Earlier this summer Croatia became the 28th Member State of the European Union. Other countries that were once part of Yugoslavia are working hard to follow in Croatia’s footsteps. Ukraine along with most other Eastern Partnership countries is hopeful that the Vilnius Summit in November will mark a new stage in its relationships with the EU. Meanwhile, the eurozone has returned to growth. So, after sixty years of existence, the EU continues to be a powerful vehicle for change, offering increased security and prosperity to the 500 million citizens whose countries are already Member States as well as those that wish to join our “club.”
It would be wrong to claim that the European Union does not have its challenges. That is why the British Government is working hard to make the EU more competitive and democratically accountable – and not just for Britain’s benefit, but also for all Member States.
The EU still accounts for a quarter of the world’s economy and its combined GDP totals more than 17 trillion dollars (by way of comparison, the GDP of the Customs Union stands at 2.1 trillion dollars). Many European companies are world leaders thanks to their cutting edge technology – look at Rolls Royce and BAE Systems in the aerospace sector. Look too at the success of European brands – witness the growing number of cars made in Britain – Minis and Range Rovers, for example – on the streets of Ukraine.
Of course, the European Union could and should do better. Hence Britain’s call for the EU to become more flexible, adaptable, and open. Developing the Single Market further is critical; for now it remains incomplete in services, energy, and digital – the very sectors that are the engines of a modern economy – and is therefore half the success it could be. Take energy as an example – the European Commission thinks fully integrated gas and electricity markets could yield savings of up to 65 billion euros (about 86 billion dollars) a year. European governments must grasp the nettle and deliver the much-needed reform that has been talked of for far too long.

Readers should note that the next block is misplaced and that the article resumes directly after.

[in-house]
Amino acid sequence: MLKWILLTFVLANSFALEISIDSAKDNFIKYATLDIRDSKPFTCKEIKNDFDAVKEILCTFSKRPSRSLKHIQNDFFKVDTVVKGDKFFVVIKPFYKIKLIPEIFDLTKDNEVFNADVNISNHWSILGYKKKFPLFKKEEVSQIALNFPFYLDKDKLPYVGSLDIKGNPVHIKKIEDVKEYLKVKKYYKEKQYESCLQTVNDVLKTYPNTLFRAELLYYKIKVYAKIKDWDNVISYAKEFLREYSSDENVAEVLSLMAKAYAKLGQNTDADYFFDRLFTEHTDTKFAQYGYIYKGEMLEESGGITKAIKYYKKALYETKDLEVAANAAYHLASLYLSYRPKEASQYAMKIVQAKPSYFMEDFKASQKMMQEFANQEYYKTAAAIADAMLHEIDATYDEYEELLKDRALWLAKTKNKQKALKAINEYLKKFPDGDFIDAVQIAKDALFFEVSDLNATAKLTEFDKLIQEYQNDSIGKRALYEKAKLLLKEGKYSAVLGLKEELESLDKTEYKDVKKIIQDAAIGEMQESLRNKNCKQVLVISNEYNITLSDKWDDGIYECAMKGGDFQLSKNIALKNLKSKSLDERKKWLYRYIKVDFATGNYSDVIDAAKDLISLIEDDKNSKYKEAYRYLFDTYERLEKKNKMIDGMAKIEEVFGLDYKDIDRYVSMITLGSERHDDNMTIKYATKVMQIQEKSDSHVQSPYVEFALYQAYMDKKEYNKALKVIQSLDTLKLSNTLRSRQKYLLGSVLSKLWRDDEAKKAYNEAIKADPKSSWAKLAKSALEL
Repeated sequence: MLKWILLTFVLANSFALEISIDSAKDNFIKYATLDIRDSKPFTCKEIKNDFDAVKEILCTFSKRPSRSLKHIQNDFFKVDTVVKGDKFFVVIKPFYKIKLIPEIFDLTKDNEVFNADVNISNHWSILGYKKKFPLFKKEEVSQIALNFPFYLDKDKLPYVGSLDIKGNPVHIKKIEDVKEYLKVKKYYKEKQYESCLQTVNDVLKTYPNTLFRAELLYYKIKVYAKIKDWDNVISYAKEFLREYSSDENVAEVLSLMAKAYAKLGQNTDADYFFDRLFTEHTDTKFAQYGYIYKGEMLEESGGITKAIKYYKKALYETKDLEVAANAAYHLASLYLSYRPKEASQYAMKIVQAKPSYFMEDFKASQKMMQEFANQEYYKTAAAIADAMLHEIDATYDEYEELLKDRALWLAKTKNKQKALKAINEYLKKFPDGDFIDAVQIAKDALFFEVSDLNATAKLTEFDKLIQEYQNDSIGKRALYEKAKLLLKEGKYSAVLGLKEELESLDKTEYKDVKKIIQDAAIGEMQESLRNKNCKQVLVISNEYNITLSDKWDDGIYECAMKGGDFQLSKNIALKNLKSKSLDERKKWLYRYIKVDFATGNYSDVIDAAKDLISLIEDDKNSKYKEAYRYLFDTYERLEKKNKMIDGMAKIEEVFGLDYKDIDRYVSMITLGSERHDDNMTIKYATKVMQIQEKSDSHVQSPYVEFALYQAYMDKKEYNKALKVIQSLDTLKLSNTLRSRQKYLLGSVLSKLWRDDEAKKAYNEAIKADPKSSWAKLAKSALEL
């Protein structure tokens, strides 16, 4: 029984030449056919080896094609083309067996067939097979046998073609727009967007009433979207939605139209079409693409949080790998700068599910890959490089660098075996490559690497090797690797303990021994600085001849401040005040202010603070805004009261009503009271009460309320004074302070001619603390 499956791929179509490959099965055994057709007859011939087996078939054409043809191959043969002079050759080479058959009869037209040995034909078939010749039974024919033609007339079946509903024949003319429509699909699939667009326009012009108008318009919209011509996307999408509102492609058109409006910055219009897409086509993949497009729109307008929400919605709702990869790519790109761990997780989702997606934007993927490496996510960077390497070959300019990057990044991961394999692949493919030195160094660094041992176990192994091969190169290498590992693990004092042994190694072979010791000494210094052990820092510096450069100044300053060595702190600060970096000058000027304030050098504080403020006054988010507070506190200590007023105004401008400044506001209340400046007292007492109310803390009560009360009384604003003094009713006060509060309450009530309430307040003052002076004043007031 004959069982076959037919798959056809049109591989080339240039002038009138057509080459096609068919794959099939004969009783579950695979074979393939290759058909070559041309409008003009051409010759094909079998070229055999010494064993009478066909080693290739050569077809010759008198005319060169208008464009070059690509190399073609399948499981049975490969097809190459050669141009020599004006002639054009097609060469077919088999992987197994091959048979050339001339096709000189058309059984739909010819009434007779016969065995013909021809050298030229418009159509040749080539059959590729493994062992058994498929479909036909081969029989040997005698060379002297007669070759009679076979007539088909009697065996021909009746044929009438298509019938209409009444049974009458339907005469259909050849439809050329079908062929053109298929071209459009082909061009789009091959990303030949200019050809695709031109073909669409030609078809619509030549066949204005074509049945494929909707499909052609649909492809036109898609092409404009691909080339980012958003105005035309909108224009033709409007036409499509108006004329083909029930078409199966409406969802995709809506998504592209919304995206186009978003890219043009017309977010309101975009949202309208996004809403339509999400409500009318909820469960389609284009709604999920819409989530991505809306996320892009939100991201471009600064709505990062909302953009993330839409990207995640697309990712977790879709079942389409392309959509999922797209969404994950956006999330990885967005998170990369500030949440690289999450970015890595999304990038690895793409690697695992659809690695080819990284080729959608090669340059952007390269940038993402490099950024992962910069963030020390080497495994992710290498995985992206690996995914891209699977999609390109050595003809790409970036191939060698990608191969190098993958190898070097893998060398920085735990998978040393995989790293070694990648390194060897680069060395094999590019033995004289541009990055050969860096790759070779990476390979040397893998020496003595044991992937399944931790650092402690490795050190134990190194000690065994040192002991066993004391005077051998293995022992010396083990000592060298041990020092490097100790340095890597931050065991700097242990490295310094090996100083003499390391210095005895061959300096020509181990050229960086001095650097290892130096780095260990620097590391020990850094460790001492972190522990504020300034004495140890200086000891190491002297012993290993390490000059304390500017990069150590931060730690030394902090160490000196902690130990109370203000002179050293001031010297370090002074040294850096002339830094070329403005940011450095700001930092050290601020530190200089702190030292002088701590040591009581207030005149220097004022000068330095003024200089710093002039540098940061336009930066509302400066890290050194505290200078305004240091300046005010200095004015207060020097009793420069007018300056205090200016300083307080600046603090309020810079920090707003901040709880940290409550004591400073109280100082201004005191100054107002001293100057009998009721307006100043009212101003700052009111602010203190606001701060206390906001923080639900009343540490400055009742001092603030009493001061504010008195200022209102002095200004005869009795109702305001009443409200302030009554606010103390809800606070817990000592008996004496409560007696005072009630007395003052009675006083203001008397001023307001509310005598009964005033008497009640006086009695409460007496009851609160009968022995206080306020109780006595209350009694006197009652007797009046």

And the European Union must keep its doors open to new members. Since the collapse of the Soviet Union, Britain has championed the entry into the EU of those countries that lost so many years to Communism. We hope that one day Ukraine will also become a Member State if that is what its people want. We therefore look at the Association Agreement, which will be signed in Vilnius if the Ukrainian government demonstrates determined action and tangible progress in addressing the reform agenda that it has agreed with the EU, as the first step which could in time lead to full membership for Ukraine.
The British government has yet to take a decision on whether we will sign the Association Agreement in November. Our decision will be based on an objective assessment of whether the changes introduced provide sufficient evidence of a genuine commitment to reform. We very much hope that we will be able to launch a new phase of EU-Ukraine partnership at Vilnius. But we need to be convinced that it is really going to work. So I would urge the Ukrainian government to use the few remaining weeks before the Vilnius Summit to redouble their efforts to address concerns about selective justice, the rule of law, the business climate, and electoral reform.